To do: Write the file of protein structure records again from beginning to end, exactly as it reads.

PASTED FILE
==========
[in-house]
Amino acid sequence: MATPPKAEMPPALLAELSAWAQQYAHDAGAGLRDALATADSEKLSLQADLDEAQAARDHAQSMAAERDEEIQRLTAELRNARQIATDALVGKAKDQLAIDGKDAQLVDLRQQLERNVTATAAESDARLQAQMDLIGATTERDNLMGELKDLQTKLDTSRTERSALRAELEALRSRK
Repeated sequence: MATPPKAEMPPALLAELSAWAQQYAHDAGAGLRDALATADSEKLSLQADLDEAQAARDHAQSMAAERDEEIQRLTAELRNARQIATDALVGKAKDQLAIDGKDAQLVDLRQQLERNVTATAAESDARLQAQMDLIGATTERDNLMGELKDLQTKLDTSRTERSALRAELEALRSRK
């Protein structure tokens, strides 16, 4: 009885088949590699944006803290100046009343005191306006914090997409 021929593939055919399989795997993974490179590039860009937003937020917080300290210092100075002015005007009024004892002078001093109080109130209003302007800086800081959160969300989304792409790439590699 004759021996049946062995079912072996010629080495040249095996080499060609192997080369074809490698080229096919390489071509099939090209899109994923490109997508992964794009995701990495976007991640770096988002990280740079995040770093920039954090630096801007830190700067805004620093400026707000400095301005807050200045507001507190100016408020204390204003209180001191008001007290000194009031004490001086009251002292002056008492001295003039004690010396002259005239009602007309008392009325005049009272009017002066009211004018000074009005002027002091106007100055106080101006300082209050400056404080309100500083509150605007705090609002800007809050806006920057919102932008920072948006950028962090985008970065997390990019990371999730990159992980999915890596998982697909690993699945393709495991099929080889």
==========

[in-house]
Amino acid sequence: MATPPKAEMPPALLAELSAWAQQYAHDAGAGLRDALATADSEKLSLQADLDEAQAARDHAQSMAAERDEEIQRLTAELRNARQIATDALVGKAKDQLAIDGKDAQLVDLRQQLERNVTATAAESDARLQAQMDLIGATTERDNLMGELKDLQTKLDTSRTERSALRAELEALRSRK
Repeated sequence: MATPPKAEMPPALLAELSAWAQQYAHDAGAGLRDALATADSEKLSLQADLDEAQAARDHAQSMAAERDEEIQRLTAELRNARQIATDALVGKAKDQLAIDGKDAQLVDLRQQLERNVTATAAESDARLQAQMDLIGATTERDNLMGELKDLQTKLDTSRTERSALRAELEALRSRK
């Protein structure tokens, strides 16, 4: 009885088949590699944006803290100046009343005191306006914090997409 021929593939055919399989795997993974490179590039860009937003937020917080300290210092100075002015005007009024004892002078001093109080109130209003302007800086800081959160969300989304792409790439590699 004759021996049946062995079912072996010629080495040249095996080499060609192997080369074809490698080229096919390489071509099939090209899109994923490109997508992964794009995701990495976007991640770096988002990280740079995040770093920039954090630096801007830190700067805004620093400026707000400095301005807050200045507001507190100016408020204390204003209180001191008001007290000194009031004490001086009251002292002056008492001295003039004690010396002259005239009602007309008392009325005049009272009017002066009211004018000074009005002027002091106007100055106080101006300082209050400056404080309100500083509150605007705090609002800007809050806006920057919102932008920072948006950028962090985008970065997390990019990371999730990159992980999915890596998982697909690993699945393709495991099929080889």